• News (Adelaide, SA : 1923 - 1954), Saturday 4 January 1947, page 1 Body Found In Wreck SEREANT - PILOT C. W. Dunning. Spitfire SERGEANT-PILOT Colin William Dunning, of Restormel avenue, Fullarton Estate, was the pilot of a crashed Spitfire found by an aboriginal at Fog Harbor, 45 miles south-west of Darwin, last week. His parents were notified by R.A.A.F. headquarters last night. His remains were found on what would have been the pilot's twenty-second birthday, and will be interred in a military cemetery at Darwin. Missing from a non-operational flight more than two years ago, the late Sgt. Dunning was the son of Mr. and Mrs. S. L. Dunning, of Restormel avenue, Fullarton Estate. After a promising scholastic career at Marist Brothers' College, he won a scholarship for accountancy studies, and had completed two subjects when he joined the R.A.A.F. at the age of 18. After training at fighter schools at Mildura and Deniliquin, Sgt. Dunning went to Darwin with No. 452 Spitfire Squadron, and was lost on an altitude test and training exercises on April 24, 1944. http://nla.gov.au/nla.news-article127070538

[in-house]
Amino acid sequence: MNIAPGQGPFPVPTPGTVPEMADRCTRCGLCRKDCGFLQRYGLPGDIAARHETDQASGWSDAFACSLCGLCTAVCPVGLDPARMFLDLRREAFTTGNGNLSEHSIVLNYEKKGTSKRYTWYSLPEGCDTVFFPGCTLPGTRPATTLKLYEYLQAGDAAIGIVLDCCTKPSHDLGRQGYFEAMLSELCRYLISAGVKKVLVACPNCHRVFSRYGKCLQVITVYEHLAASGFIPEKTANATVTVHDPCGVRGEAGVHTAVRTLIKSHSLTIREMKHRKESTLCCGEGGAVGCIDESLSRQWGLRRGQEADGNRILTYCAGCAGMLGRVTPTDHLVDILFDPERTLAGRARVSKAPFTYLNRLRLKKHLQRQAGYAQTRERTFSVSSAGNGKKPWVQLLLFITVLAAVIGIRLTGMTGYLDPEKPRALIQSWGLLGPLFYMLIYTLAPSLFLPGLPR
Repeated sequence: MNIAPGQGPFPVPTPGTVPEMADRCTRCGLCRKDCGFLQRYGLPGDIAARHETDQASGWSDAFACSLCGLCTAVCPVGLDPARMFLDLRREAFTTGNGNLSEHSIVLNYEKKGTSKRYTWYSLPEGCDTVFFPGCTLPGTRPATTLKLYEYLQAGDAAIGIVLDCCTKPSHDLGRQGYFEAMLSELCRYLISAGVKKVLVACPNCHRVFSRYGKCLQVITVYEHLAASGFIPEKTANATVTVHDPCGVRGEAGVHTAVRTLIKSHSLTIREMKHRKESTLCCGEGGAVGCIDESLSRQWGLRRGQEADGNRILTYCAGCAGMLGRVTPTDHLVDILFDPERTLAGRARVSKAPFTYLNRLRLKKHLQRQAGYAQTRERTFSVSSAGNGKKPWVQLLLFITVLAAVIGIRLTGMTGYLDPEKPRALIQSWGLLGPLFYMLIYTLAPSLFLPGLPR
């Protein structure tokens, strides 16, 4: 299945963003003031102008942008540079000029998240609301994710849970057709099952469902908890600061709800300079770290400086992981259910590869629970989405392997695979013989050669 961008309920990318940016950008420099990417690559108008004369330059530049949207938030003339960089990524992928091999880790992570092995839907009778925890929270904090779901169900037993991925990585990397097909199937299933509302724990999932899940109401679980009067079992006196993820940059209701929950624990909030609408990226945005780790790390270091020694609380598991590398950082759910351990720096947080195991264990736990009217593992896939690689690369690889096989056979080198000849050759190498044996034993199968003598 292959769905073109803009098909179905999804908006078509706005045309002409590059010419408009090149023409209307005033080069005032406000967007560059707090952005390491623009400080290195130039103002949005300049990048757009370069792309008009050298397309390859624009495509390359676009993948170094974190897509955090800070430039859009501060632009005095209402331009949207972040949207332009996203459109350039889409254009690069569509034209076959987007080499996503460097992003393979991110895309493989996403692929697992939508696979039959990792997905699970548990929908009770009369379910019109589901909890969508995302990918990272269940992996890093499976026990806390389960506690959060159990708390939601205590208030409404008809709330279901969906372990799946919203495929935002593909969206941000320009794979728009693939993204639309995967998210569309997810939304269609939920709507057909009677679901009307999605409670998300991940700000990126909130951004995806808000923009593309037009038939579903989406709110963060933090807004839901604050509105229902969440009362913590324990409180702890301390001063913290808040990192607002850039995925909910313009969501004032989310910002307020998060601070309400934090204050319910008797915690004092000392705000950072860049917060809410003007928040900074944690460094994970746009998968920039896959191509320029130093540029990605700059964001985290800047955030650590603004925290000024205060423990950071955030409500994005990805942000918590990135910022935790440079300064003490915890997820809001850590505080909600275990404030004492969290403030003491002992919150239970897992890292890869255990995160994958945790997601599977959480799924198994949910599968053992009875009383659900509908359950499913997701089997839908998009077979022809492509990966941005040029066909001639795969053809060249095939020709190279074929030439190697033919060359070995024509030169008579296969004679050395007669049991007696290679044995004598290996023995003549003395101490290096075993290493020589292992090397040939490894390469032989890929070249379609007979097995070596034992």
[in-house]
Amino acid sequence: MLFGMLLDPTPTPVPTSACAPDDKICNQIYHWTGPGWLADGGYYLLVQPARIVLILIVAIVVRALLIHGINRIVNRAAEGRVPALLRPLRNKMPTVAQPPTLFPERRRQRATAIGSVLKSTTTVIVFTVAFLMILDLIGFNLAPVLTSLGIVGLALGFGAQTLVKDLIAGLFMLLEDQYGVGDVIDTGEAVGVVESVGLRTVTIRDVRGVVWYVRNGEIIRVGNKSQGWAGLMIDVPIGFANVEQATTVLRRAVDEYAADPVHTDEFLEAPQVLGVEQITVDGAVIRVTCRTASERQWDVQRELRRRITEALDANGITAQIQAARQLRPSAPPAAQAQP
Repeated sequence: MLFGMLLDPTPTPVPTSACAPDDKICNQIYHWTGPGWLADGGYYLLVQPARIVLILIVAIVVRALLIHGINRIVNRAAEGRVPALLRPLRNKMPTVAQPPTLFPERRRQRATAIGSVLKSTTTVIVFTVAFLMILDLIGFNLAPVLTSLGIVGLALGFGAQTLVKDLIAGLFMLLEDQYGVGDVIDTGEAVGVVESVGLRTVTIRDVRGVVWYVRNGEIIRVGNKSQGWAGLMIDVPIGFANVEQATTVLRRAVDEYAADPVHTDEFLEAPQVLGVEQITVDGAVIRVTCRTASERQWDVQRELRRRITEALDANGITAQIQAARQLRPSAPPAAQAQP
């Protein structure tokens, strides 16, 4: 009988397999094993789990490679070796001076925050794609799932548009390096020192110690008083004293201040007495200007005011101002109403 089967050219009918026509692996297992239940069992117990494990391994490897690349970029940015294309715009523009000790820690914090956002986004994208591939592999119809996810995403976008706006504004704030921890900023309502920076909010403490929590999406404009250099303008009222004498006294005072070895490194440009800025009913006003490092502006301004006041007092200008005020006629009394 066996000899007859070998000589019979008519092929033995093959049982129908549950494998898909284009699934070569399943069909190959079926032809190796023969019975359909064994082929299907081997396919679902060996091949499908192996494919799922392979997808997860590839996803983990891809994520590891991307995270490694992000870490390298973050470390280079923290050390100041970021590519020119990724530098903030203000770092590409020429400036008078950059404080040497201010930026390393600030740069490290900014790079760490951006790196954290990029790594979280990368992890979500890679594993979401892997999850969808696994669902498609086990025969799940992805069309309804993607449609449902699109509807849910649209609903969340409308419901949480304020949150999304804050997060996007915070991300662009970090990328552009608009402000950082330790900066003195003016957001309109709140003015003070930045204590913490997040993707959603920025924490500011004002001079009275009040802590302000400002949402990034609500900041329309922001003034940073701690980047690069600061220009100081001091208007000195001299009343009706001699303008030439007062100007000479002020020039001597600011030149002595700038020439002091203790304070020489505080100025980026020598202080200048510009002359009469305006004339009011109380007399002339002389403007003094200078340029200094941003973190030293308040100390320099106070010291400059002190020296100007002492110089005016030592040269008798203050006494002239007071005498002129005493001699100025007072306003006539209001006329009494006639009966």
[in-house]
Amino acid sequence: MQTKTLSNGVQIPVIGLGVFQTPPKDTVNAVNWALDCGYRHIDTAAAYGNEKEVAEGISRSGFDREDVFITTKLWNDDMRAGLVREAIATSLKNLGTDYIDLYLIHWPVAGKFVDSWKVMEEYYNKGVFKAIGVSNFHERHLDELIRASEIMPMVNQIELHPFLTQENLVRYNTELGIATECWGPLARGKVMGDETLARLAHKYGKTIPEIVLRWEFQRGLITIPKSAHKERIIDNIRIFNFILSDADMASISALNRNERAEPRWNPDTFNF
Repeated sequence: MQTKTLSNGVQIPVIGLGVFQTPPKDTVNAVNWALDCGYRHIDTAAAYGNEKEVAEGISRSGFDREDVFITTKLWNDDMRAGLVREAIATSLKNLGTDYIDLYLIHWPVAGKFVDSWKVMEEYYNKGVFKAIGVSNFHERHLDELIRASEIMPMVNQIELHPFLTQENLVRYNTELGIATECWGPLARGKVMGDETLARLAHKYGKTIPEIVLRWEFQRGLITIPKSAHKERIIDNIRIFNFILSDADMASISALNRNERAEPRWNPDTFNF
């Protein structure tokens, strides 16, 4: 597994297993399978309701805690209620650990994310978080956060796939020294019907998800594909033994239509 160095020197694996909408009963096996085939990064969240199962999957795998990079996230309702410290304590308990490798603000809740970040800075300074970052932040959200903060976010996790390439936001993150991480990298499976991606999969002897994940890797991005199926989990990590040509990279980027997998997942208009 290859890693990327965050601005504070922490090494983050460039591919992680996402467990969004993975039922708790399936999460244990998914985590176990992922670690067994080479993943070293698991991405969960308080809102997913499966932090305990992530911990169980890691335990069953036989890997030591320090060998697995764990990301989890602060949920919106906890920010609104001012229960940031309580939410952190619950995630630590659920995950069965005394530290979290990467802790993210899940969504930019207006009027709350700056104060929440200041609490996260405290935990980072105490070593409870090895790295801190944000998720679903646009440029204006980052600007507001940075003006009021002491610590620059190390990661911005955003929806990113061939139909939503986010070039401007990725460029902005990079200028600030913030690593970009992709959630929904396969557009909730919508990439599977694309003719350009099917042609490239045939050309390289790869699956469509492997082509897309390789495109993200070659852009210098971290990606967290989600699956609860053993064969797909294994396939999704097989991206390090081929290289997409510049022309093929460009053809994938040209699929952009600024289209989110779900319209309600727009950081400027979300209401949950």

• On the 14th September, 1917, at ZILLEBEKE, the 18th Battery position was heavily shelled from 3 p.m. to 4.30 p.m. with 5.9" and 8". At 3.36 p.m. an ammunition dump alongside No. 1 gun was hit and it and the gun pit caught fire. These men [8360 M.A. COCKER, 8381 D.D. BRADBURY, (8381) Lt E.J. SHEPHERD, (10762) Lt L. CARTHEW] on Lieutenant DODD calling for a party rushed out of the shelter trench in the face of the heavy fire and with water from adjacent shell holes succeeded in putting it out. Later the pit was again hit and it and the ammunition and an adjacent pit caught fire. These men again went out with Lieutenant DODD in the face of the shelling and succeeded in saving the guns and ammunition. They displayed great gallantry and determination in the face of very considerable danger.' Source: 'Commonwealth Gazette' No. 31 Date: 7 March 1918